What was your biggest mistake, and how did you fix it.
2. Meeting the Team
Whilst first meetings will normally be a one-to-one discussion (or in some cases, a group interview amongst several other applicants), many employers will involve their other colleagues a second get-together. Meeting more employees enables applicants to ask questions about culture and working style and receive more diverse and honest opinions, and enables hiring managers to both ascertain cultural fit and get second and third opinions on the quality of each candidate.
Be prepared to meet a range of new people at your second interview, from business Directors and potential managers, to new colleagues or direct reports. Depending on the organisation and the role you are applying for, this meeting could take place at the office or worksite, or at a more informal place like a pub or bar for team drinks.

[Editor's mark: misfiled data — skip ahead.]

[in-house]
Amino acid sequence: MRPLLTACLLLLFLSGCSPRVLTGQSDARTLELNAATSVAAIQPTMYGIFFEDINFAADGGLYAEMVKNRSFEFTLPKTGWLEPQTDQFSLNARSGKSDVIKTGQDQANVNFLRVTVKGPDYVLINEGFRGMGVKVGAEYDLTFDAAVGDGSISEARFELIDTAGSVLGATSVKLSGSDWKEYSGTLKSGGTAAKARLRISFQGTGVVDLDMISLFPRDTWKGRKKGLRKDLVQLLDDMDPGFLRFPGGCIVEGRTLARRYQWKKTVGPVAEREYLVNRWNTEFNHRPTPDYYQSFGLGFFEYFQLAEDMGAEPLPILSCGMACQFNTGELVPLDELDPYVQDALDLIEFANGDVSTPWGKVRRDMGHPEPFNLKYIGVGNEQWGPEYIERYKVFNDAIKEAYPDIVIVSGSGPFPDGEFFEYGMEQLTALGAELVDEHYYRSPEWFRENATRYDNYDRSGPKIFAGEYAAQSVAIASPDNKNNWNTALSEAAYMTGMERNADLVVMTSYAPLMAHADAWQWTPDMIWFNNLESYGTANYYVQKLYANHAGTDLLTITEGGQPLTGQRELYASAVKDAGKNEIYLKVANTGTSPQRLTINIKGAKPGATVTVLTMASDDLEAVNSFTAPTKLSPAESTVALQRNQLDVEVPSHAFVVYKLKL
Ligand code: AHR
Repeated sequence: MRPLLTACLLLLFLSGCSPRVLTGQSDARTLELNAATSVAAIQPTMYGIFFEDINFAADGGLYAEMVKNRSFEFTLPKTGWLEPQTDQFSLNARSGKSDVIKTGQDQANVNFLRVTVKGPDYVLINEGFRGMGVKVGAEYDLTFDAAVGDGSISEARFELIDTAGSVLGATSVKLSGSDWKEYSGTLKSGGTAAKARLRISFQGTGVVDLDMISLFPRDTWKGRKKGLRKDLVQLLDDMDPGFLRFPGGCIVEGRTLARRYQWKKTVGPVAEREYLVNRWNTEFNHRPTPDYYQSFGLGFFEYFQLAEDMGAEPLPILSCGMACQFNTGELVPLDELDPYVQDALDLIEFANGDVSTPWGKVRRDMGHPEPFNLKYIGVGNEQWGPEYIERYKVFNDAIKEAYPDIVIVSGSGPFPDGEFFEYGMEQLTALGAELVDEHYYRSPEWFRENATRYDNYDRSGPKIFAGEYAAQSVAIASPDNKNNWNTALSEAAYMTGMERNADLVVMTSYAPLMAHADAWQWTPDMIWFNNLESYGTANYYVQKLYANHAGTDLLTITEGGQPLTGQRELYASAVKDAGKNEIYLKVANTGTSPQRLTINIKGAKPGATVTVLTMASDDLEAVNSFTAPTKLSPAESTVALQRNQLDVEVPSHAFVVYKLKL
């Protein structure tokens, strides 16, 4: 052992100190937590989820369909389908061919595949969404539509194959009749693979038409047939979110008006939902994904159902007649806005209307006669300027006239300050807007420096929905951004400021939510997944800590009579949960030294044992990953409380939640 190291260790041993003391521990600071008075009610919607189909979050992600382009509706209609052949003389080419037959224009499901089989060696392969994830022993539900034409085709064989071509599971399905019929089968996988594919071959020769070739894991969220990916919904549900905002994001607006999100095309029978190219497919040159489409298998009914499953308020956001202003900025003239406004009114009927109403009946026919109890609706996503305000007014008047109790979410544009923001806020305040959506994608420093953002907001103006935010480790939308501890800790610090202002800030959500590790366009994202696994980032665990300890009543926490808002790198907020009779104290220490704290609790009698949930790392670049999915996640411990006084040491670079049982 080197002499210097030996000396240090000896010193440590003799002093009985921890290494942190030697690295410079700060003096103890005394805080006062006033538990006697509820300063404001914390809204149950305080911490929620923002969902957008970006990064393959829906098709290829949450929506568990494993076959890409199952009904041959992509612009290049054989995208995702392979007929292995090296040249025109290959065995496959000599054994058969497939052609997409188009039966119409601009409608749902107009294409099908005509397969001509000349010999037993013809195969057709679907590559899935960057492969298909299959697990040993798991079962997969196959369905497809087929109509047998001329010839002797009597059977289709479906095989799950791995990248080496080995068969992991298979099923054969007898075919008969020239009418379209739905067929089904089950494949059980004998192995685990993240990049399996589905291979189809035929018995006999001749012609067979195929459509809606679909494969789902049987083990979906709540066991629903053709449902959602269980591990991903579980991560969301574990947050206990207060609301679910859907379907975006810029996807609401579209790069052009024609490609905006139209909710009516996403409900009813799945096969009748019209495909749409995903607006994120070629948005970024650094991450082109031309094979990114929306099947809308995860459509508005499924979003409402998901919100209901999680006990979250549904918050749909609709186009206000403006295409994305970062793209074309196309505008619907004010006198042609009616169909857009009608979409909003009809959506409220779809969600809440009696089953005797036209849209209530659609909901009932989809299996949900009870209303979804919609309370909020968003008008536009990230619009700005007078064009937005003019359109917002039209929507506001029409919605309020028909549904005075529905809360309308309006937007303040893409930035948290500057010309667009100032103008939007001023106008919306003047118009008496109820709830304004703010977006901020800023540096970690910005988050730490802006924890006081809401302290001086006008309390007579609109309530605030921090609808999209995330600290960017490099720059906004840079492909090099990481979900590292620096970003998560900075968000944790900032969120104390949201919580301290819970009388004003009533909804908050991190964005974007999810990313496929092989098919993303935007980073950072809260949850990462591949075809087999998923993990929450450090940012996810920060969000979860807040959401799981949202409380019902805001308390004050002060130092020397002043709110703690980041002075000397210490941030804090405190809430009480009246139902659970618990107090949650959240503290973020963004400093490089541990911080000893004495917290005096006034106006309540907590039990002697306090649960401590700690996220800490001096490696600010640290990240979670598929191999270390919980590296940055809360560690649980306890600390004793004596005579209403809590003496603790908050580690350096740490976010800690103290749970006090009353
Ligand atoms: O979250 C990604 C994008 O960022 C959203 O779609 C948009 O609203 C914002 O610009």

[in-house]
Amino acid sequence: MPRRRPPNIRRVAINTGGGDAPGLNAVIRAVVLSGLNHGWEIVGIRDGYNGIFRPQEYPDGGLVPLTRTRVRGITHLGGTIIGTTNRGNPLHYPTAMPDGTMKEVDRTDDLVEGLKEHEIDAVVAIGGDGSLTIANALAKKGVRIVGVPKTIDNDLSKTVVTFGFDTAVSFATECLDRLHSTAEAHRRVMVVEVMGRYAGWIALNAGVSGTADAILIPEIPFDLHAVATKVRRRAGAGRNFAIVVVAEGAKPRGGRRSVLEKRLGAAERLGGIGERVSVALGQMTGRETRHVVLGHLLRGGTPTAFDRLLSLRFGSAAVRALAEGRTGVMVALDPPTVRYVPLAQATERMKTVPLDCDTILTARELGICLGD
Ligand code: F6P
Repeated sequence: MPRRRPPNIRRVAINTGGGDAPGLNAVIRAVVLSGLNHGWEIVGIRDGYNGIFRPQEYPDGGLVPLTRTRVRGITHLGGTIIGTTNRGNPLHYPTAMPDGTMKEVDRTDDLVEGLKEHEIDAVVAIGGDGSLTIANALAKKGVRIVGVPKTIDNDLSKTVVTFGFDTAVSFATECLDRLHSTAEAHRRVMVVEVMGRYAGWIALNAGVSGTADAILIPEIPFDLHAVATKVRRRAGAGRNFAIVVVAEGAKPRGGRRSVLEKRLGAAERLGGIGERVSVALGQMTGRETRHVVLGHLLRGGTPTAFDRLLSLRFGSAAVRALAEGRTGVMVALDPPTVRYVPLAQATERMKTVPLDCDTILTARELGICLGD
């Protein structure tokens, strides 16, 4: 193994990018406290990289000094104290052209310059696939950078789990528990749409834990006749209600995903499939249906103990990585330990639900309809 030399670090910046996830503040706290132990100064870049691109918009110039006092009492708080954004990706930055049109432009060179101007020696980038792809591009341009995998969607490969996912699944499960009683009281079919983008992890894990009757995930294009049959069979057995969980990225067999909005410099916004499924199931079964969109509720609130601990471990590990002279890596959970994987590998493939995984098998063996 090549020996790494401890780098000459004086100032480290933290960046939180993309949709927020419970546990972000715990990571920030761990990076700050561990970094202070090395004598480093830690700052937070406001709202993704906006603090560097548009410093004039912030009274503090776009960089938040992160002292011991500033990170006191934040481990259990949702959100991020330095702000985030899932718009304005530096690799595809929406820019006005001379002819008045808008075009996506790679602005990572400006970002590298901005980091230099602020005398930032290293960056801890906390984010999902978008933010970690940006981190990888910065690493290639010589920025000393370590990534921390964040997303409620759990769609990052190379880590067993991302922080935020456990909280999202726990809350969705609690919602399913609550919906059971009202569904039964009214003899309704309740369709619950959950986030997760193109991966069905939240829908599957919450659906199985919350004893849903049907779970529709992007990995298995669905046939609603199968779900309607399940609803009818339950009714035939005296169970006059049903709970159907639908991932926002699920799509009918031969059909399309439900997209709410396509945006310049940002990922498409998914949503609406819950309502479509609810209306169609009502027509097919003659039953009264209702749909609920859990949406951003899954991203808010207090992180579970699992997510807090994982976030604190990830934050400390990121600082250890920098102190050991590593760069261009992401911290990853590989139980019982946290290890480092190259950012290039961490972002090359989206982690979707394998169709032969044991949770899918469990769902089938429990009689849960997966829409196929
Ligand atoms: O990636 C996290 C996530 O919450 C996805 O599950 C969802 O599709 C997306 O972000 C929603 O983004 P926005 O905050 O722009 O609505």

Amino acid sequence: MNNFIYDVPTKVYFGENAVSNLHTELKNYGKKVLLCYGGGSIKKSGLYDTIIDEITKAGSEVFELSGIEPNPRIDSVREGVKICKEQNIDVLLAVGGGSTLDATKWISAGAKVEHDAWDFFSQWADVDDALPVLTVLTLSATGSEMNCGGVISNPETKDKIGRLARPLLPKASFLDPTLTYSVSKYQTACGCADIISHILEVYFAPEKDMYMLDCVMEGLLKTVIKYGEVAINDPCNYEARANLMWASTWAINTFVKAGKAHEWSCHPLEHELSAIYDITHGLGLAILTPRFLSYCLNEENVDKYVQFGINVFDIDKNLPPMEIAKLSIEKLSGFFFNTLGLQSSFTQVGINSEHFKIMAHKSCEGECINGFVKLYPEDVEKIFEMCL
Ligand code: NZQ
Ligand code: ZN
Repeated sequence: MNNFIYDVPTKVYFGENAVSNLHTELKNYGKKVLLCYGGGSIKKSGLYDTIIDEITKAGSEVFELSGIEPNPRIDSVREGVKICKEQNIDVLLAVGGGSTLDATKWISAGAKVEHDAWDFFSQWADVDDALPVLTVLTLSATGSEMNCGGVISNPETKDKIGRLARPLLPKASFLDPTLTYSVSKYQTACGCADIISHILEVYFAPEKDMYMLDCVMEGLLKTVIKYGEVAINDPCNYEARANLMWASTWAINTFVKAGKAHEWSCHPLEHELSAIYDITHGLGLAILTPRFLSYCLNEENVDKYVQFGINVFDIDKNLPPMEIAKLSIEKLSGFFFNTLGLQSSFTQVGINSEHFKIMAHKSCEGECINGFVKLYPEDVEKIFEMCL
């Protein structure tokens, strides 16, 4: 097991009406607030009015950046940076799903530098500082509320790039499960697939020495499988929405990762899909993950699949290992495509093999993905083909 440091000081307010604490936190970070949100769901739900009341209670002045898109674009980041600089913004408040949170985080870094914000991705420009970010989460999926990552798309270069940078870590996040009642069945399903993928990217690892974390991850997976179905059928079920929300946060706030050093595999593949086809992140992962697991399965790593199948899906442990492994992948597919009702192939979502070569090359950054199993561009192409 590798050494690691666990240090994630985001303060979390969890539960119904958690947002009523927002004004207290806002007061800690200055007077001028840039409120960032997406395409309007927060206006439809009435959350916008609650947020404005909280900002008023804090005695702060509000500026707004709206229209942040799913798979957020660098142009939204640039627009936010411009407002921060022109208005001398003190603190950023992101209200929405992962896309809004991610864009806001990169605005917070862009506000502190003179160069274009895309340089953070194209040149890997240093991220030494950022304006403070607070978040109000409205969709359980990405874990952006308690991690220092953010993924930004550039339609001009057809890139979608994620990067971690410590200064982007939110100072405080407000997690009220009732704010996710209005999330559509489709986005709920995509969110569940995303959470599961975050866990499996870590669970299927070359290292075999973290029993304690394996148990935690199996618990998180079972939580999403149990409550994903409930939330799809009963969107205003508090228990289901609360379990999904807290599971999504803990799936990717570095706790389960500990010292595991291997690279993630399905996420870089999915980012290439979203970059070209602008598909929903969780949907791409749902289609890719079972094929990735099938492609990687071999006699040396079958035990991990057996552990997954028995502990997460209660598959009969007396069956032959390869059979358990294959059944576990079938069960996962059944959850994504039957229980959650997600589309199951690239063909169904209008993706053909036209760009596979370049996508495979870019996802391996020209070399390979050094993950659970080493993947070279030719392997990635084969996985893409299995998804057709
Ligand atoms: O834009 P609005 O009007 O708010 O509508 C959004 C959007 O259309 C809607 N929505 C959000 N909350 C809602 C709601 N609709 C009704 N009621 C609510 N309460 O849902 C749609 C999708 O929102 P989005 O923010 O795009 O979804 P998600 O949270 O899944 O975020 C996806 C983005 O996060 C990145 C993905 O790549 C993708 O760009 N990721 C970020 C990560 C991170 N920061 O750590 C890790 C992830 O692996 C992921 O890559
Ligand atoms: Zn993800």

3. Opportunities for Your Questions
Whilst interviews are used by companies and HR departments to ascertain the right person for the job, they also present the opportunity for you to ascertain whether this employer is the right one for you. Imagine you were starting the job in the next few weeks – what would you want, and need, to know? This could be your last chance to ask questions before a potential job offer: is there anything that you didn’t cover in your first meeting or in the job description?
Use your first meeting to inform the questions you ask in the second. Was something mentioned that you weren’t expecting, and you need to know how much of it will be involved in the role? Was there anything that wasn’t fully covered that you would like clarification on? Crucially, what did your hiring manager discuss in the first interview that they seemed particularly interested in or impressed by, that you can use to probe further questions to demonstrate your interest and enthusiasm for the company and build rapport with your interviewer.